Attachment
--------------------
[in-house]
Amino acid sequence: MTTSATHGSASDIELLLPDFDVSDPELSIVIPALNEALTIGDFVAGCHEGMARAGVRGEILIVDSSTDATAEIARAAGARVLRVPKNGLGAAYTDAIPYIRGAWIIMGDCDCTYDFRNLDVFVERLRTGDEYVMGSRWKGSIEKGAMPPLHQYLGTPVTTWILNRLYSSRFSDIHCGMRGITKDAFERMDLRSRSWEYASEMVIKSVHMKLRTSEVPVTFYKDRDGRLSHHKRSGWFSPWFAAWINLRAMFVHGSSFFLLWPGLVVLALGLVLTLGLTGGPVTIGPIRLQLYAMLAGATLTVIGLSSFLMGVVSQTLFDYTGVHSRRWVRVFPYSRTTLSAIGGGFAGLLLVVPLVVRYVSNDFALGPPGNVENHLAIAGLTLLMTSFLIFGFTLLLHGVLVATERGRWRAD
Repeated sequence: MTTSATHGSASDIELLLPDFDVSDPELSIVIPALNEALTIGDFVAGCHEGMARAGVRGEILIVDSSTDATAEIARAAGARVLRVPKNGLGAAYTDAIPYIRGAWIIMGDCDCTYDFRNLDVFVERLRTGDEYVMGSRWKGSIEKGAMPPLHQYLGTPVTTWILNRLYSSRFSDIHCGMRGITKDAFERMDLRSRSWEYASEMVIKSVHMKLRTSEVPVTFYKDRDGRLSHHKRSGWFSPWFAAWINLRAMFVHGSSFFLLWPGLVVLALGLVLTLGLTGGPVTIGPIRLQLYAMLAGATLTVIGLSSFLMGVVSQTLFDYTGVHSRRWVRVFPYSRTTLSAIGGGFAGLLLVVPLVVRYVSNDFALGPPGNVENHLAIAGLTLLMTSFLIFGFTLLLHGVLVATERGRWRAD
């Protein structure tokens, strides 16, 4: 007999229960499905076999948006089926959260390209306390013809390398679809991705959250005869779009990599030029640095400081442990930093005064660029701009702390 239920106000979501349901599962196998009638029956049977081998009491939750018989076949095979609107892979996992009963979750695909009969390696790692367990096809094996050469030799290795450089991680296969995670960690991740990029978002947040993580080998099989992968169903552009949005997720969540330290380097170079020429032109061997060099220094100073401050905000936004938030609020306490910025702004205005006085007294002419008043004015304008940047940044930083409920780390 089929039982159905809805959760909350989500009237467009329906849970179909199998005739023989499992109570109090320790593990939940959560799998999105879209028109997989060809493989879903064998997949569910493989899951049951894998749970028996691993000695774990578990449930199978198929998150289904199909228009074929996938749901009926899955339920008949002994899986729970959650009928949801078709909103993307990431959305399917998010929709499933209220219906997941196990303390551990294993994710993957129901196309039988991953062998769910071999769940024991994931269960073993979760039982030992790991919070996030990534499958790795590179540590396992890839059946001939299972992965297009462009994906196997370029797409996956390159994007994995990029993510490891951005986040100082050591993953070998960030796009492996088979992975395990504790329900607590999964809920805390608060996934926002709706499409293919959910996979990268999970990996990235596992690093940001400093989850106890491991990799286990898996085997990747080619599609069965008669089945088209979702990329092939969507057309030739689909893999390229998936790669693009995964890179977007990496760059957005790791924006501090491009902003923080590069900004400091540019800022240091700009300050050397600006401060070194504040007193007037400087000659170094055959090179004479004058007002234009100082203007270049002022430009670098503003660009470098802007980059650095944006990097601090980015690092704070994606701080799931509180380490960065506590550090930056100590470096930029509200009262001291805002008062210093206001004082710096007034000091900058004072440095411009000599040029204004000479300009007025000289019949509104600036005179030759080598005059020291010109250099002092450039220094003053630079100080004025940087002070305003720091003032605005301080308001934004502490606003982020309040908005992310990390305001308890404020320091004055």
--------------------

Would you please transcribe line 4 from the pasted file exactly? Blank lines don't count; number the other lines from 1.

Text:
């Protein structure tokens, strides 16, 4: 007999229960499905076999948006089926959260390209306390013809390398679809991705959250005869779009990599030029640095400081442990930093005064660029701009702390 239920106000979501349901599962196998009638029956049977081998009491939750018989076949095979609107892979996992009963979750695909009969390696790692367990096809094996050469030799290795450089991680296969995670960690991740990029978002947040993580080998099989992968169903552009949005997720969540330290380097170079020429032109061997060099220094100073401050905000936004938030609020306490910025702004205005006085007294002419008043004015304008940047940044930083409920780390 089929039982159905809805959760909350989500009237467009329906849970179909199998005739023989499992109570109090320790593990939940959560799998999105879209028109997989060809493989879903064998997949569910493989899951049951894998749970028996691993000695774990578990449930199978198929998150289904199909228009074929996938749901009926899955339920008949002994899986729970959650009928949801078709909103993307990431959305399917998010929709499933209220219906997941196990303390551990294993994710993957129901196309039988991953062998769910071999769940024991994931269960073993979760039982030992790991919070996030990534499958790795590179540590396992890839059946001939299972992965297009462009994906196997370029797409996956390159994007994995990029993510490891951005986040100082050591993953070998960030796009492996088979992975395990504790329900607590999964809920805390608060996934926002709706499409293919959910996979990268999970990996990235596992690093940001400093989850106890491991990799286990898996085997990747080619599609069965008669089945088209979702990329092939969507057309030739689909893999390229998936790669693009995964890179977007990496760059957005790791924006501090491009902003923080590069900004400091540019800022240091700009300050050397600006401060070194504040007193007037400087000659170094055959090179004479004058007002234009100082203007270049002022430009670098503003660009470098802007980059650095944006990097601090980015690092704070994606701080799931509180380490960065506590550090930056100590470096930029509200009262001291805002008062210093206001004082710096007034000091900058004072440095411009000599040029204004000479300009007025000289019949509104600036005179030759080598005059020291010109250099002092450039220094003053630079100080004025940087002070305003720091003032605005301080308001934004502490606003982020309040908005992310990390305001308890404020320091004055």